FDA warns against hydroxychloroquine drug Trump touted to treat coronavirus as it can trigger ‘dangerous’ heart issues – The Sun

THE FDA has warned that the anti-malaria drug – that has previously been touted by President Donald Trump – can cause abnormalities in heart rhythm.

On Friday, the administration issued a warning against hydroxychloroquine to treat the coronavirus.

In a statement, the Food and Drug Administration advised: "The FDA is aware of reports of serious heart rhythm problems in patients with COVID-19 treated with hydroxychloroquine or chloroquine, often in combination with azithromycin and other QT prolonging medicines.

"We are also aware of increased use of these medicines through outpatient prescriptions.

"Therefore, we would like to remind health care professionals and patients of the known risks associated with both hydroxychloroquine and chloroquine."

The document states: "Hydroxychloroquine and chloroquine have not been shown to be safe and effective for treating or preventing COVID-19."

Detailing the complications that the drug can cause, the statement read: "Hydroxychloroquine and chloroquine can cause abnormal heart rhythms such as QT interval prolongation and a dangerously rapid heart rate called ventricular tachycardia.

"These risks may increase when these medicines are combined with other medicines known to prolong the QT interval, including the antibiotic azithromycin, which is also being used in some COVID-19 patients without FDA approval for this condition.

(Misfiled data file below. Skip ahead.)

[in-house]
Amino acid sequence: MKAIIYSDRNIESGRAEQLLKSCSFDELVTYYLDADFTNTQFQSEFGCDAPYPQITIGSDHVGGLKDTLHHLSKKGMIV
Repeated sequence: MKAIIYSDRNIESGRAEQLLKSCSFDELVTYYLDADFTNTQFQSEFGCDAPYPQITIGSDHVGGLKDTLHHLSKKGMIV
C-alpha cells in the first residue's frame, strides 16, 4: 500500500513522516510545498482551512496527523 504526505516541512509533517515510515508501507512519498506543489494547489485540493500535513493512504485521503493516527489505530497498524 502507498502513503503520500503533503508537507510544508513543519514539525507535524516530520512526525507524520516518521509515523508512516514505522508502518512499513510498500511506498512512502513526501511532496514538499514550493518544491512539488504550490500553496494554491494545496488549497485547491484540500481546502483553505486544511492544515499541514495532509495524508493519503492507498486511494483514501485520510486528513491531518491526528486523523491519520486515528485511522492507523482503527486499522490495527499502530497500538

"Patients who also have other health issues such as heart and kidney disease are likely to be at increased risk of these heart problems when receiving these medicines."

During a press conference at the White House earlier this month, the president suggested that the drug could work on coronavirus patients.

"There are signs that it works on this [coronavirus]," Trump told reporters, citing "strong and powerful signs" it worked. "It’s been around a long time.

"I’m not acting as a doctor, I'm saying 'do what you want,' but there some good signs.""If it doesn’t work, nothing is lost by doing it," he added. "I want to save lives – I don’t wanna be in a lab for the next year-and-a-half.

"It can help them but it’s not going to hurt them."

However the F.D.A. has now debunked these claims.

The coronavirus has devastated the United States, having killed at least 50,243 Americans.

The country currently has a total of 886,709 confirmed cases.

However, 85,922 have recovered from the disease.

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